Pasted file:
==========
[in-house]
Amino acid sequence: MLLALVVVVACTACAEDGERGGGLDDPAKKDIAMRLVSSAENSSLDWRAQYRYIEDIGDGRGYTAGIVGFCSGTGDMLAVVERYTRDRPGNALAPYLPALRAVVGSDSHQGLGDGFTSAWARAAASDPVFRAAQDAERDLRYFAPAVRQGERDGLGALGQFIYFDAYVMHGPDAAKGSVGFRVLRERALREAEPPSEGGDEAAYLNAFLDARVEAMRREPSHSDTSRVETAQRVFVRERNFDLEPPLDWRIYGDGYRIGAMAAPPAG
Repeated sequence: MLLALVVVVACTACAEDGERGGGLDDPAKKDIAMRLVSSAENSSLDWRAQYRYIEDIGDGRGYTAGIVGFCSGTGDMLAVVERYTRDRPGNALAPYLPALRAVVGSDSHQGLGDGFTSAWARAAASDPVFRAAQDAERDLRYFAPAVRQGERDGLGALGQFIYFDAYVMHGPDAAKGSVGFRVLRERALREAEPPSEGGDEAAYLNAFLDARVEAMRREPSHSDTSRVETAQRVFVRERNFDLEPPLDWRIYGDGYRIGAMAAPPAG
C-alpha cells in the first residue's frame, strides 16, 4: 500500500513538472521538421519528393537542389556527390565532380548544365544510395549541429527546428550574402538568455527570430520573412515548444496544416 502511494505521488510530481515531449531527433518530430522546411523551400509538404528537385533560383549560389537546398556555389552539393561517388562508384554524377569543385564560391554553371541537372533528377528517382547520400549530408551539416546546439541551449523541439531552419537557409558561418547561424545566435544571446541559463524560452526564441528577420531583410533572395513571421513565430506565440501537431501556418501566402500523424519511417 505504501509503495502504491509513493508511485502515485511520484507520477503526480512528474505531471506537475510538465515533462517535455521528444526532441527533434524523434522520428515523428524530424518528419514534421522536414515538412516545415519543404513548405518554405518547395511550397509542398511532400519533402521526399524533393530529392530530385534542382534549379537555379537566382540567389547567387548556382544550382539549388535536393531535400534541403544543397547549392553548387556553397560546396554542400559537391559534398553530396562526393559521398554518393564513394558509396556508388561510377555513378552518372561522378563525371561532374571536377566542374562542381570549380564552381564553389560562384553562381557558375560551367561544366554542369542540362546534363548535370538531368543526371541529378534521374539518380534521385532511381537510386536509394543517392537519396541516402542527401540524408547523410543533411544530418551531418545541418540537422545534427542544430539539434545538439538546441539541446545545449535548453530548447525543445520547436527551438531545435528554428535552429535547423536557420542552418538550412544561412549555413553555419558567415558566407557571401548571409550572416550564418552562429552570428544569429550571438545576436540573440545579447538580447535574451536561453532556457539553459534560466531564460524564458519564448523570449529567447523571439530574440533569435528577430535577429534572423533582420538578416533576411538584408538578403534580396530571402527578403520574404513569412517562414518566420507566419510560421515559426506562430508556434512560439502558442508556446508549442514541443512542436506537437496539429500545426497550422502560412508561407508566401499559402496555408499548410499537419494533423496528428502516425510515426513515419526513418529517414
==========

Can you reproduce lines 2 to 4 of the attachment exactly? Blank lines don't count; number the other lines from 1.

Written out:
Amino acid sequence: MLLALVVVVACTACAEDGERGGGLDDPAKKDIAMRLVSSAENSSLDWRAQYRYIEDIGDGRGYTAGIVGFCSGTGDMLAVVERYTRDRPGNALAPYLPALRAVVGSDSHQGLGDGFTSAWARAAASDPVFRAAQDAERDLRYFAPAVRQGERDGLGALGQFIYFDAYVMHGPDAAKGSVGFRVLRERALREAEPPSEGGDEAAYLNAFLDARVEAMRREPSHSDTSRVETAQRVFVRERNFDLEPPLDWRIYGDGYRIGAMAAPPAG
Repeated sequence: MLLALVVVVACTACAEDGERGGGLDDPAKKDIAMRLVSSAENSSLDWRAQYRYIEDIGDGRGYTAGIVGFCSGTGDMLAVVERYTRDRPGNALAPYLPALRAVVGSDSHQGLGDGFTSAWARAAASDPVFRAAQDAERDLRYFAPAVRQGERDGLGALGQFIYFDAYVMHGPDAAKGSVGFRVLRERALREAEPPSEGGDEAAYLNAFLDARVEAMRREPSHSDTSRVETAQRVFVRERNFDLEPPLDWRIYGDGYRIGAMAAPPAG
C-alpha cells in the first residue's frame, strides 16, 4: 500500500513538472521538421519528393537542389556527390565532380548544365544510395549541429527546428550574402538568455527570430520573412515548444496544416 502511494505521488510530481515531449531527433518530430522546411523551400509538404528537385533560383549560389537546398556555389552539393561517388562508384554524377569543385564560391554553371541537372533528377528517382547520400549530408551539416546546439541551449523541439531552419537557409558561418547561424545566435544571446541559463524560452526564441528577420531583410533572395513571421513565430506565440501537431501556418501566402500523424519511417 505504501509503495502504491509513493508511485502515485511520484507520477503526480512528474505531471506537475510538465515533462517535455521528444526532441527533434524523434522520428515523428524530424518528419514534421522536414515538412516545415519543404513548405518554405518547395511550397509542398511532400519533402521526399524533393530529392530530385534542382534549379537555379537566382540567389547567387548556382544550382539549388535536393531535400534541403544543397547549392553548387556553397560546396554542400559537391559534398553530396562526393559521398554518393564513394558509396556508388561510377555513378552518372561522378563525371561532374571536377566542374562542381570549380564552381564553389560562384553562381557558375560551367561544366554542369542540362546534363548535370538531368543526371541529378534521374539518380534521385532511381537510386536509394543517392537519396541516402542527401540524408547523410543533411544530418551531418545541418540537422545534427542544430539539434545538439538546441539541446545545449535548453530548447525543445520547436527551438531545435528554428535552429535547423536557420542552418538550412544561412549555413553555419558567415558566407557571401548571409550572416550564418552562429552570428544569429550571438545576436540573440545579447538580447535574451536561453532556457539553459534560466531564460524564458519564448523570449529567447523571439530574440533569435528577430535577429534572423533582420538578416533576411538584408538578403534580396530571402527578403520574404513569412517562414518566420507566419510560421515559426506562430508556434512560439502558442508556446508549442514541443512542436506537437496539429500545426497550422502560412508561407508566401499559402496555408499548410499537419494533423496528428502516425510515426513515419526513418529517414